From a smart meter designer: 100% certainty of this article being 100% hyperbole.

There are many things that could take down the grid. Smart meters aren't among them.

34 posted on 04/26/2012 2:12:33 PM PDT by backwoods-engineer (I will vote against ANY presidential candidate who had non-citizen parents.)
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To: catman67
My electric company has been pushing the Smart Meter BS for a couple of years now

They oughta turn off the power for those people who don't want one.

The fear and loathing of digital electric meters has got to be the silliest bit of nonsense in Luddite history.

35 posted on 04/26/2012 2:15:33 PM PDT by backwoods-engineer (I will vote against ANY presidential candidate who had non-citizen parents.)
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To: freekitty
The electric company forced me to have one installed. A couple of days later my my entire house had no electricity. It cost me a thousand dollars to fix it. So much for smart meters.

Looks like this is going to be another smart-meter bashing thread. It's OK; I'm here to lend some sanity.

So, lemme guess: you owed them money, and the remote-disconnect smart meter allowed them to turn your power off.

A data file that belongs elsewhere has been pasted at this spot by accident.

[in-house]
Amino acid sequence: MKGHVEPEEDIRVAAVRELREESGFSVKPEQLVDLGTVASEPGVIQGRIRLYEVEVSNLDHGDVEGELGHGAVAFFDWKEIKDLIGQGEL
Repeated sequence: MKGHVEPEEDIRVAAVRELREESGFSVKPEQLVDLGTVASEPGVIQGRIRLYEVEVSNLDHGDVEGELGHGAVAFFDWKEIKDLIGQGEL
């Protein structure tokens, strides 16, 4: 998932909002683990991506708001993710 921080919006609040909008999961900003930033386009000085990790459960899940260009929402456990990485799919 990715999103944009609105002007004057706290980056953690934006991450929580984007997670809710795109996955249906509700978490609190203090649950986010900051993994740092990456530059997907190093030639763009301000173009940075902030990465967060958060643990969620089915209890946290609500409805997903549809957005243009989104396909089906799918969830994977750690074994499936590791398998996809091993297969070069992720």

36 posted on 04/26/2012 2:18:57 PM PDT by backwoods-engineer (I will vote against ANY presidential candidate who had non-citizen parents.)
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To: backwoods-engineer

It’s not the meter itself its the systems that control the meter. You are aware that the meter itself can be told to shut off electrical power? So it you controlled the system you could shut off the power to any place with a smart meter then you could sabotage the system making it unable to turn the power back on or re-direct the power to cause damage to the grid or both.


37 posted on 04/26/2012 2:21:04 PM PDT by Kartographer ("We mutually pledge to each other our lives, our fortunes and our sacred honor.")
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To: Peter from Rutland